Extent of Catholic child abuse revealed

pope-francisAustralia’s most senior Catholic leaders will have to explain why widespread child sexual abuse continued over decades while convincing a royal commission the church is acting to ensure it is not repeated.

Six of Australia’s seven Catholic archbishops and the leaders of its religious orders have been told to appear before the child abuse royal commission’s 15th and final public hearing focused on the church, beginning in Sydney on Monday.

World-first data revealing the shocking extent of child sexual abuse in the Catholic Church in Australia will be released on Monday.

The church’s Truth Justice and Healing Council chief executive Francis Sullivan has warned the data will reveal a horrific picture of the extent of claims of abuse by priests and brothers whose responsibility was to protect and care for children.

The data covers reports made to the church and will therefore still not reveal the full extent of the abuse, given many victims never come forward.

The provincial leaders of the Christian Brothers, Marist Brothers, Jesuits, Salesian and St John of God orders will testify, along with several bishops, Catholic education officials, academics and experts.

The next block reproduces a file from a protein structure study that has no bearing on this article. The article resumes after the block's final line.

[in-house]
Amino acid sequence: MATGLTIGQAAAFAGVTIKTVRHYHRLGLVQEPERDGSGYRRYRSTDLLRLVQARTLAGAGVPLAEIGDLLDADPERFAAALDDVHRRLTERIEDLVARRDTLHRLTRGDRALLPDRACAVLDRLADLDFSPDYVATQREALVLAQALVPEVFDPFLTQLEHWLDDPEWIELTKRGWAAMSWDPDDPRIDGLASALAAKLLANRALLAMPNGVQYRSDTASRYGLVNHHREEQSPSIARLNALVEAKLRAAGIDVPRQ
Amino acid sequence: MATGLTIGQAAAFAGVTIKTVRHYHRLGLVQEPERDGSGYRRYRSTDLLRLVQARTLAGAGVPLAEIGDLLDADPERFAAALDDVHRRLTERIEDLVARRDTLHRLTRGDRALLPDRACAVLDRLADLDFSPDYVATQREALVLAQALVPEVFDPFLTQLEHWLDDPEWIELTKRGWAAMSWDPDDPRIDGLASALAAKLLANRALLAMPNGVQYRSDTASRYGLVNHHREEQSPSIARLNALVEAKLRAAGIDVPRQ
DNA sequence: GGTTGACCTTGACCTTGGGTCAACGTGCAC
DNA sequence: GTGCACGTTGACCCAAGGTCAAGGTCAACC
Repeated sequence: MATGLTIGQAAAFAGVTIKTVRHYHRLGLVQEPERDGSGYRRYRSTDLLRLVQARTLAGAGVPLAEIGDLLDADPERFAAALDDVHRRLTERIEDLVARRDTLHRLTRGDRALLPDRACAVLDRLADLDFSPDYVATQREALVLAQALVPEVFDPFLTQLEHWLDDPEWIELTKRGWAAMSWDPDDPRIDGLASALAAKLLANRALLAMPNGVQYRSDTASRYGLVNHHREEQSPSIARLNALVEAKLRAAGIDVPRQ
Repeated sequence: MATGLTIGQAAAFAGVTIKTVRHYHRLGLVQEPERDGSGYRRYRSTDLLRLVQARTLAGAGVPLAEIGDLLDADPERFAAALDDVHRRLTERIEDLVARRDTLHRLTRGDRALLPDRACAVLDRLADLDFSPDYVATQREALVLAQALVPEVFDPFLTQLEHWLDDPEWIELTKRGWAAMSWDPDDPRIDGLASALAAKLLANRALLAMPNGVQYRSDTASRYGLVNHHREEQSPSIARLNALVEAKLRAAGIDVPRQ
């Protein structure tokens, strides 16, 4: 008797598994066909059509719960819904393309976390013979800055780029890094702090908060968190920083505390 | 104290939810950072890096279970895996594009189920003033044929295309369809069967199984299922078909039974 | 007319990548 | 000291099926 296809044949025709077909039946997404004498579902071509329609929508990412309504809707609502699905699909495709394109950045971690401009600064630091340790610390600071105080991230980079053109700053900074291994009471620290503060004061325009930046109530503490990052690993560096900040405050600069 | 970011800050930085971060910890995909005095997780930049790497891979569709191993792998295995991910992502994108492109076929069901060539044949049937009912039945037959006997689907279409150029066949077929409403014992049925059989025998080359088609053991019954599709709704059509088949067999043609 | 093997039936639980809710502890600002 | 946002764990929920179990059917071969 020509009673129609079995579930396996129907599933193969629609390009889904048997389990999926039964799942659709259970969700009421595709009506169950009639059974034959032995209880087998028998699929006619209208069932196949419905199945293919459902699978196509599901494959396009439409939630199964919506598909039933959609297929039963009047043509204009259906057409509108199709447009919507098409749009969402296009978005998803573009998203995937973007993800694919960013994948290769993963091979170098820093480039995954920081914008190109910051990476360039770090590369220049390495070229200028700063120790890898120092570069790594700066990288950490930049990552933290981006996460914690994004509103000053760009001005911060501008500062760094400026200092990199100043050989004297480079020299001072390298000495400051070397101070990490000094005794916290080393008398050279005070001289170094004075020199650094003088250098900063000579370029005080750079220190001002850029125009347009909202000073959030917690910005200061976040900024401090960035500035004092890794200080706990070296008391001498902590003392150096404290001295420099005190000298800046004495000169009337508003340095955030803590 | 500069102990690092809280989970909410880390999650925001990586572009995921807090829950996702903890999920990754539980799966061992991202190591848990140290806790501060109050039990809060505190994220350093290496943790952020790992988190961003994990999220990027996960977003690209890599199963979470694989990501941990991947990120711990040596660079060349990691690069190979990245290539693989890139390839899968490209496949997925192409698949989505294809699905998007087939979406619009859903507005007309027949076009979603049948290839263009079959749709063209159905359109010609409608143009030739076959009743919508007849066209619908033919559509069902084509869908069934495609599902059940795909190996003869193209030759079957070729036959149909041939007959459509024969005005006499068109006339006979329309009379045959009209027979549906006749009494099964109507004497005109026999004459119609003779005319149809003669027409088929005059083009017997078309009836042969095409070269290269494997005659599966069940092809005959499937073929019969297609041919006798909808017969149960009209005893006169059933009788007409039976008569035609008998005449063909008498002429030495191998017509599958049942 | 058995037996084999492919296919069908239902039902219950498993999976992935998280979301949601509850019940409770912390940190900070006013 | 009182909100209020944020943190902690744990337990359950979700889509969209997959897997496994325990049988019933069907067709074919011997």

Many of the archbishops and Catholic leaders have already appeared before the commission.

Hobart Archbishop Julian Porteous is the only archbishop not listed as a witness.

Adelaide Archbishop Philip Wilson, believed to be the most senior Catholic official in the world to face a charge of concealing child sex abuse, will participate in a panel with other archbishops.

Australian Catholic Bishops Conference president, Melbourne Archbishop Denis Hart, said the leaders will explain what the church has been doing to change the old culture that allowed abuse to continue and to put in place new policies and structures to safeguard children.

The hearing, set down for three weeks and one day, will involve panel discussions about issues including the church’s structure, the screening and training of priests, canon law and the sacrament of confession.

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